Monday, May 7, 2012

Ian McEwan's Unified Theory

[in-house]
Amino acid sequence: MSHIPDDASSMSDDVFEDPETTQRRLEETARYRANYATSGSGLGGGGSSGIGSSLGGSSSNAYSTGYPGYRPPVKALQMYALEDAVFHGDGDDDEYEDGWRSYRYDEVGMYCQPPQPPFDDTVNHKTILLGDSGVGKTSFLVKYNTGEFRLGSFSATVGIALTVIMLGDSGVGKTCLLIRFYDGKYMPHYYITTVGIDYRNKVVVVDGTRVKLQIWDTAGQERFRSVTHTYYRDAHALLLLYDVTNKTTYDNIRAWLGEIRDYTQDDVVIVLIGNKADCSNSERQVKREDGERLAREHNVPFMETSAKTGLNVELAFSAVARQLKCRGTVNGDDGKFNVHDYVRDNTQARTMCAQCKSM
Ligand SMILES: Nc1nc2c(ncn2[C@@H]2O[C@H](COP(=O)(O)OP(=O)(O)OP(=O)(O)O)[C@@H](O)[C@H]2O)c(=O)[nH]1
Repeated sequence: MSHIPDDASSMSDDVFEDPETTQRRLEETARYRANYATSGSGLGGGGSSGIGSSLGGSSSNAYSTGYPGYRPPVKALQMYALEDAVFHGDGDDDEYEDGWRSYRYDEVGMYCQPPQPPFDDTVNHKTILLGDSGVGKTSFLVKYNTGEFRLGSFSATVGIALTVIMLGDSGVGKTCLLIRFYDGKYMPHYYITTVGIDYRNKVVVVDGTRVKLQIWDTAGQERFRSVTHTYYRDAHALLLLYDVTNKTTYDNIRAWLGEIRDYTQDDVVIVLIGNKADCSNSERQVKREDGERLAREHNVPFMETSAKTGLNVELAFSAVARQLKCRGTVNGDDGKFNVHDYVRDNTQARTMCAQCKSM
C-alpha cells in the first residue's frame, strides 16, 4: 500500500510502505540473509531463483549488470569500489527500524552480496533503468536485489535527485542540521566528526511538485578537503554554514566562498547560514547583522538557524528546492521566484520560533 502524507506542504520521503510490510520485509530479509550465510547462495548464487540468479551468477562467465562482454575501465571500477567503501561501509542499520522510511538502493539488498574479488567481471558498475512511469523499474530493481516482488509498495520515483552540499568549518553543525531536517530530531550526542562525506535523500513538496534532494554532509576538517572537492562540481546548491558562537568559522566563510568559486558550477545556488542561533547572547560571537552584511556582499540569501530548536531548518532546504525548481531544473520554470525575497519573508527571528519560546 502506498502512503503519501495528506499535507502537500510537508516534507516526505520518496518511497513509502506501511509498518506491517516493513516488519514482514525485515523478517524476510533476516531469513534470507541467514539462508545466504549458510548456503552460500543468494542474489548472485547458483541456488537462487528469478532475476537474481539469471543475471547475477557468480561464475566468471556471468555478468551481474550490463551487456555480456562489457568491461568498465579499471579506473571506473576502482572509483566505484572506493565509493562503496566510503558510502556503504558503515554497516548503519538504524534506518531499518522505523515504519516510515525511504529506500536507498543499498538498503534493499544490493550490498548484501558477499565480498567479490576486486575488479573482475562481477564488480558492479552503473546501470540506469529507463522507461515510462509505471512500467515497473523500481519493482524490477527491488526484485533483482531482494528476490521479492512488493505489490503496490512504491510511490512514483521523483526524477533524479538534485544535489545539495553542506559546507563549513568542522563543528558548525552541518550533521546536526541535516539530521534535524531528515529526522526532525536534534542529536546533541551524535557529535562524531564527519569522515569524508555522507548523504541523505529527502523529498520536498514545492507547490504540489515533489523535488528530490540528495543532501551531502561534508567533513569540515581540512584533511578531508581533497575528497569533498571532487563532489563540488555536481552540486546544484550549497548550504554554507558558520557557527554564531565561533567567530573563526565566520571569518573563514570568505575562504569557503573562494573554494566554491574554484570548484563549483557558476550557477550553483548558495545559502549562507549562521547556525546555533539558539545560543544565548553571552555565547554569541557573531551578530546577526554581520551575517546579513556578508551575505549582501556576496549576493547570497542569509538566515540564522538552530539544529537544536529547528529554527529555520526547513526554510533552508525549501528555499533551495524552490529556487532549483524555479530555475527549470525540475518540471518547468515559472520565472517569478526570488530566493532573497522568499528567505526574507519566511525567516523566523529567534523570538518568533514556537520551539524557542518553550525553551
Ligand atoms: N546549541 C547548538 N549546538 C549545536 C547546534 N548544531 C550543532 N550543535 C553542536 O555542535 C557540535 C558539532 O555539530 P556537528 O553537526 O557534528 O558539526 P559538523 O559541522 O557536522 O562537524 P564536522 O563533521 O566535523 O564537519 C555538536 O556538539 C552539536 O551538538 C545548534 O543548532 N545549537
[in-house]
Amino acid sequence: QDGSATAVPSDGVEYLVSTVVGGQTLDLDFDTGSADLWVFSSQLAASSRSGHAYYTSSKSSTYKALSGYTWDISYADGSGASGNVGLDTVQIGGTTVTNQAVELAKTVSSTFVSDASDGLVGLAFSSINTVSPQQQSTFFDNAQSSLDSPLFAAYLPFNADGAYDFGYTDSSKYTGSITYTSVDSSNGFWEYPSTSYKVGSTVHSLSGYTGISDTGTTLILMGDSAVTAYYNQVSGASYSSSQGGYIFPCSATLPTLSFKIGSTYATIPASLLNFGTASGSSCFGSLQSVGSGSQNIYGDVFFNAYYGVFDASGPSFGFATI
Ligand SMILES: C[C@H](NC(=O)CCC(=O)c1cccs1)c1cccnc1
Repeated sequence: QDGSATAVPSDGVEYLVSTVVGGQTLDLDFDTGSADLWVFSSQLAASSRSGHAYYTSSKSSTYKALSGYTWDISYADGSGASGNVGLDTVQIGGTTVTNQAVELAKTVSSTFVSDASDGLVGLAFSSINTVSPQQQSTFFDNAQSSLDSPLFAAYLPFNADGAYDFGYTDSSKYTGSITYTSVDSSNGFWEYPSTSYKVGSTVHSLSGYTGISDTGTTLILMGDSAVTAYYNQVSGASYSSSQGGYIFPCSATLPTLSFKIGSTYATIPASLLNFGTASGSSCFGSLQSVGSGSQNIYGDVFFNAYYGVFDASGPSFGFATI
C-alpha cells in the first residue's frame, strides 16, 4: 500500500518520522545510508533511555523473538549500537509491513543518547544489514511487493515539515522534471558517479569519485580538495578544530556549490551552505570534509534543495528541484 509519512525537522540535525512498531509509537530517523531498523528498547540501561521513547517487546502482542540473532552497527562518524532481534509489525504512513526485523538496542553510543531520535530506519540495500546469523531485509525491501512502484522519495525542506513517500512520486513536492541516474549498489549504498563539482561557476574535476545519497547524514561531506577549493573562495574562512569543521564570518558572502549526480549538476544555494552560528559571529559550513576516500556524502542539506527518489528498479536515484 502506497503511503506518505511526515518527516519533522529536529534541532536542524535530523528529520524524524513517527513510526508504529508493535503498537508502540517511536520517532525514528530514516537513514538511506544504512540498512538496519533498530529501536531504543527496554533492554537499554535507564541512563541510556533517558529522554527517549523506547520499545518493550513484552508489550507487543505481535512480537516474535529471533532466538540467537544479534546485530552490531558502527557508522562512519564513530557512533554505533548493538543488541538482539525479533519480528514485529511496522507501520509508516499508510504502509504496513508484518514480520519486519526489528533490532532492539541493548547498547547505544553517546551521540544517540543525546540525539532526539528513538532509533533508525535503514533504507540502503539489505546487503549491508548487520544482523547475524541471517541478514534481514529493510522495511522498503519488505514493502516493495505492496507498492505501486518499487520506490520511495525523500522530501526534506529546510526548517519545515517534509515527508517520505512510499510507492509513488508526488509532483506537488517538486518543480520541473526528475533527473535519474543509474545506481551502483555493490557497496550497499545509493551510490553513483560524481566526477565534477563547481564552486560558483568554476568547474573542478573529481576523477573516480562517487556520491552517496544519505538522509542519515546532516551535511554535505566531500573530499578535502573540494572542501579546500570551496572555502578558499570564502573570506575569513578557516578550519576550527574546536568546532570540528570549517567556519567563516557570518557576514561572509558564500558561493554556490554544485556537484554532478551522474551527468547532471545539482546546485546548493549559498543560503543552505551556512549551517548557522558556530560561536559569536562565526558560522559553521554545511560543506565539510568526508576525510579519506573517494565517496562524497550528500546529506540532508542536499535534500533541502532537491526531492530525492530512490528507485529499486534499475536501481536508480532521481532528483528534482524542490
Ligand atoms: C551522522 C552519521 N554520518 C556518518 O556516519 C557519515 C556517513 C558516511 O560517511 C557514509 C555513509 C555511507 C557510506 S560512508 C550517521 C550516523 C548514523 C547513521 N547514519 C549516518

If Einstein never succeeded in creating a unified theory, we can take solace that we at least have Ian McEwan. His latest New Yorker story, “Hand on the Shoulder,” (4/30/12) accomplishes just that. The tale told from the vantage point of the present by his protagonist Serena Frome describes how she as a gorgeous young Cambridge student was recruited into British intelligence in her final year. All this information is communicated in one pithy sentence. We then move on to the anatomy of the sexuality of her lover Jeremy Mott. McEwan writes about sexuality like a pathologist doing an autopsy. And right away the MI5 connection and the sex are established. Jeremy is wonderful lover, but never has orgasms. “Did he want to to smack my backside, or have me smack his? Did he want to try on my underwear? This mystery aroused me when I was away from him, and made it al l the harder to stop thinking about him when I was supposed to be concentrating on maths.” Serena eventually takes up with Jeremy’s 54 year old history tutor, Tony Canning, whose age group she generalizes about thusly, “The body’s largest organ, the skin, bears the brunt—it no longer fits the old. It hangs off them, off us, like a room-for-growth school blazer. Or pajamas…Tony had a yellowish look like an old paperback, one in which you could read of various misfortunes—knee and appendicitis operations, a dog bite, a rock climbing accident, and a childhood disaster with a frying pan, which had left him bereft of a patch of pubic hair.” And it’s not only sex, Tony cooks porcini with olive oil and pancetta and they “...ate them with polenta…This was exotic food in England in the seventies.” Later, the reader is introduced to "akrasia  “which was, Tony reminded me, the Greek word for acting against one’s better judgement. (Had I not read Plato’s Protagoras?)” McEwan’s prose is painterly when it isn't emblematic, shifting between the micro and macro worlds. The realism of his bodies recalls Eakins’ "The Gross Clinic" and "The Swimming Hole" and the looming menace of history that hangs over the agglomeration of minutiae brings to mind great apocalyptic drawings and paintngs like Goya’s "Disasters or War" and Picasso’s "Guernica."

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